Originally Posted by mimsy
I've had one of my older girls that lays eggs without shells. I think hers is due to stress, weight and age. She is over 4 years old, a fatty and lays almost daily still. She's a bantam wynadotte, not sure if that means anything. She gets on and off prolapse issues in the last year. The ones without shells almost always happen when multiple things are happening-such as a prolapse issue and moved to a new coop, or prolapse and introduction of new chicks. Luckily with her since we give her epson salt baths whenever I start seeing any poopy issues or prolapse she hasn't had any infections, none of the other chickens have ever pecked at it and we seem to get her back together within a day or two. The eggs without shells usually get laid while in the bath or just c oming out of it.
I have a new girl however, who is laying thin shelled eggs. She was a stray that ended up staying at our neighbors house, who asked if we would take her. That hadn't been feeding her, just gave her water. So she had been only getting what she could scrouge herself. She appears to be a red sexlink, I'm going to guess about a year old. We've had her for about 3 months now. It took her forever to know what to do with layer pellets. She's now a complete food hog and got over weight fast. I swear she never stops eating. We treated her for worms, just in case as well before having her integrate with our others. I don't think she touches the oyster shell and she is constantly eating worms, which our yard has an abundance of. I'm guessing she is low in calcium. I'm glad someone else is trying tums. I was thinking about it myself, since that was what was suggested by our vet for both my 18 year old aussie when put on a restricted diet and then again on our starling when it was a baby. Yogurt wasn't a huge hit with her, though all my other girls were more than happy to eat it.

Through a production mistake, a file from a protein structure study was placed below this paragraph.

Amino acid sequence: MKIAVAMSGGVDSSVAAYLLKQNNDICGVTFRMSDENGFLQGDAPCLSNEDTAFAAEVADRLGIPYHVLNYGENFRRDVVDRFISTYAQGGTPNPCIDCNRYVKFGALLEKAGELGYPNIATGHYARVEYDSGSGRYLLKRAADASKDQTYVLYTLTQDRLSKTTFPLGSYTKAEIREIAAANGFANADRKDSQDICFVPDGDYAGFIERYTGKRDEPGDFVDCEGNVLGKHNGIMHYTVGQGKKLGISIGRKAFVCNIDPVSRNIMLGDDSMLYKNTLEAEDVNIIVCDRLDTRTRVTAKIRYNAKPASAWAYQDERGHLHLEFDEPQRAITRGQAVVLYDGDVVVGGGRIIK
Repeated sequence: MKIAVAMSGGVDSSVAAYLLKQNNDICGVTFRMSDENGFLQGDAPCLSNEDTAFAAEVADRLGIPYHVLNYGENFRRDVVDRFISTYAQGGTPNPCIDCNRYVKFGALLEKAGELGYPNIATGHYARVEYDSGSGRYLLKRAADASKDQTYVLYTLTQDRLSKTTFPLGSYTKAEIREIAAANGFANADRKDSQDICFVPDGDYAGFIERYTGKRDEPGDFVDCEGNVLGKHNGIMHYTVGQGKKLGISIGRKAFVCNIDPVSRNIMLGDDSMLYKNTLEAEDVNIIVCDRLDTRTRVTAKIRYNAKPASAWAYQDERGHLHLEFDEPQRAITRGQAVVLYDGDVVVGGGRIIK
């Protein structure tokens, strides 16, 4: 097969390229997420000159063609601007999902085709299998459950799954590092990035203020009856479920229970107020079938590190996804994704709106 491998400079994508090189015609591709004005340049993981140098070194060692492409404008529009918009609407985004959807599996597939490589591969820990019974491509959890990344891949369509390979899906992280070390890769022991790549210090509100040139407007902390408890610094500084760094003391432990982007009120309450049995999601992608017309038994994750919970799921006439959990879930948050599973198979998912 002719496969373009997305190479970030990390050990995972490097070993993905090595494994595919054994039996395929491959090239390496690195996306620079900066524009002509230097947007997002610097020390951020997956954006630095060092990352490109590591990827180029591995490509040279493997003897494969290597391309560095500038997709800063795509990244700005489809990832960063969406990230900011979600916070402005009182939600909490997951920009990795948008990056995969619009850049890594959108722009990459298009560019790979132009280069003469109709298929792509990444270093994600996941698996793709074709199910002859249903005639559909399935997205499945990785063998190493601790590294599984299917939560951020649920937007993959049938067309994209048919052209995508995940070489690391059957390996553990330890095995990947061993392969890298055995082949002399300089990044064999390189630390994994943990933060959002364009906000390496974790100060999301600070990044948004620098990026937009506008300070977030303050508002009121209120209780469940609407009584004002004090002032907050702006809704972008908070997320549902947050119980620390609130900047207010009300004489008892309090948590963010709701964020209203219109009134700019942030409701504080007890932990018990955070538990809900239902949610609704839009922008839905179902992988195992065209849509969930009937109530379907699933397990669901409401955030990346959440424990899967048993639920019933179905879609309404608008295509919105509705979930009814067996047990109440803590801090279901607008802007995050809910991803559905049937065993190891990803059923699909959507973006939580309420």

Does anyone know off hand what greens are high calcium? Our new girl loves any greens she can get and I'm sure she would eat those without issue. Kale maybe?
Yes. I have tortoises, so while newer to chickens, I've had to pay close attention to providing calcium rich greens w/o too many oxalates which bind calcium.
If a green or weed has a LOT of calcium, then the fact that they are also high in oxalates isn't as much of a worry.
The web site I listed is for tortoises, but if you scroll down to 'Nutritional Analysis of Foods Commonly Eaten by Captive Desert Tortoises', you can see greens/weeds listed that are higher in calcium.
This is still the best overall analysis that I have found; there may be others.
So focus on Beet greens, Dandelion, Chicory (my chickens LOVE this), Collards, Grape leaves (excellent source), Kale, Parsley, Turnip greens, to name the main ones.
Mix it up, variety is often the key.
(Don't necessarily look at the other advice, but the table is helpful)
Edited by lynnehd - 5/8/16 at 9:09am